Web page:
The Atlanta Hawks’ frontcourt is the apparent object of many eyes around the NBA.
“The Hawks will continue to explore trade scenarios for Collins. That has so far included preliminary talks with Dallas,” reported Jake Fischer of Yahoo Sports on June 16. “Those talks did not develop very far…and Dallas indicated it would be more willing to consider that deal if Hawks center Clint Capela was the returning player from Atlanta.”
Capela, 29, is heading into his fourth season with the Hawks and is under contract through the 2024-25 campaign. He has been an integral part of the Hawks providing solid defense, adequate rim protection behind Trae Young, and led the league in rebounding in 2020-21.
He ranked 10th in points-rebounds double-doubles this past season and 14th overall.
The No. 25 overall pick in the 2014 NBA Draft, Capela is a trusted outlet for Trae Young, tying for 11th in possessions per game as the finisher in pick-and-rolls this past season. But his production has dropped in consecutive seasons and he has dealt with knee injuries in the last few years.
The Hawks are also set to foot an $8-plus million luxury tax bill and have never paid the tax before under team governor Tony Ressler.
Their high value on some of their other players – on a roster that went 41-41 this past season and 10-11 under Quin Snyder in the regular season – has created a natural line of speculation about Capela’s availability this offseason, Fischer notes.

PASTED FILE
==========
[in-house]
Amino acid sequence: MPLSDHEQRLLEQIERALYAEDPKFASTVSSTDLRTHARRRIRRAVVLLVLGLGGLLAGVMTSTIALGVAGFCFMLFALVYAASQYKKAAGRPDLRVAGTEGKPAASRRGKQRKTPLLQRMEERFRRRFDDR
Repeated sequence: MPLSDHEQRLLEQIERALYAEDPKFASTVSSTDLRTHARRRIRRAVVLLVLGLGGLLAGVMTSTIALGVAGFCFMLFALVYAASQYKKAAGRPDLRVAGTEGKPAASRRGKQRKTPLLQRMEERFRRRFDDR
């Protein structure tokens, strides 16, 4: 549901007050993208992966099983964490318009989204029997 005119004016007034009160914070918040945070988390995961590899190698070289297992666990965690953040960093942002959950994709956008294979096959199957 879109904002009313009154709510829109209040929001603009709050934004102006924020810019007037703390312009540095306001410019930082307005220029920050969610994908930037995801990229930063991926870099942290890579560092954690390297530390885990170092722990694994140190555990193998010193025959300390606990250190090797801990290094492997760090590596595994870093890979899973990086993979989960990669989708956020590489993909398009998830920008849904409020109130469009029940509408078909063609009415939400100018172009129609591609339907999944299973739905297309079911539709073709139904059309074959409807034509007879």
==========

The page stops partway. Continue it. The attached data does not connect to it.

He also says not to dismiss Capela’s importance as a safety valve for Young.
That is exactly the kind of option needed next to Doncic — a player that doesn’t command the ball on offense and will do the dirty work.
It’s also why the Hawks may be equipped to part with him but could opt not to.
The Atlanta Hawks may be equipped to move on from Clint Capela
Atlanta has several options on hand and pathways forward if they decide it really is time to move on from Capela who was brought in under a different front office and head coach.
They have former No. 6 overall pick Onyeka Okongwu waiting in the wings, and the youngster has already shown flashes of an expanded offensive game that may better suit a system that emphasizes three-point shooting. Okongwu, 22, shot 30.0% on his 13 threes but it was his first season taking them.
The Hawks posted a better net rating with him on the floor this past season than Capela (plus-1.9 to minus-1.7, respectively), and in more than 100 more minutes, per Cleaning The Glass (subscription required).
Atlanta has also been linked to Duke center Dereck Lively II.
“Derrick Lively is the other player coveted by teams in terms of moving up in the draft,” wrote Matt Moore of Action Network on June 18. “The Hawks and Warriors are two teams that I’ve heard from multiple sources are interested in pursuing a pick to take Lively, and it seems like it’s going to need to be at least 10th to get there.”
He is projected to be selected higher than their current No. 15 overall slot but general manager Landry Fields has acknowledged their exploring the possibility of moving up.
The deal above would let the Hawks jump up to within range to land Lively as well as shave more than $3 million off their books in 2023-24 and roughly $6 million in 2024-25 assuming Bertans picks up his $16 million player option.
Capela’s two-year, $43 million extension projects to pay him $20.6 million in 2023-24 and $22.3 million in 2024-25 and has another roughly $4 million in incentives, per former Brooklyn Nets executive and current ESPN front office insider Bobby Marks.
If someone is willing to help the Hawks free up some funds for future purposes, perhaps they should entertain this idea.
If they are truly worried Young could push for a trade, then maybe you reconsider.
But their path forward gets a lot cleaner if they make the tougher decisions now. That does not mean it has to be Capela, either though.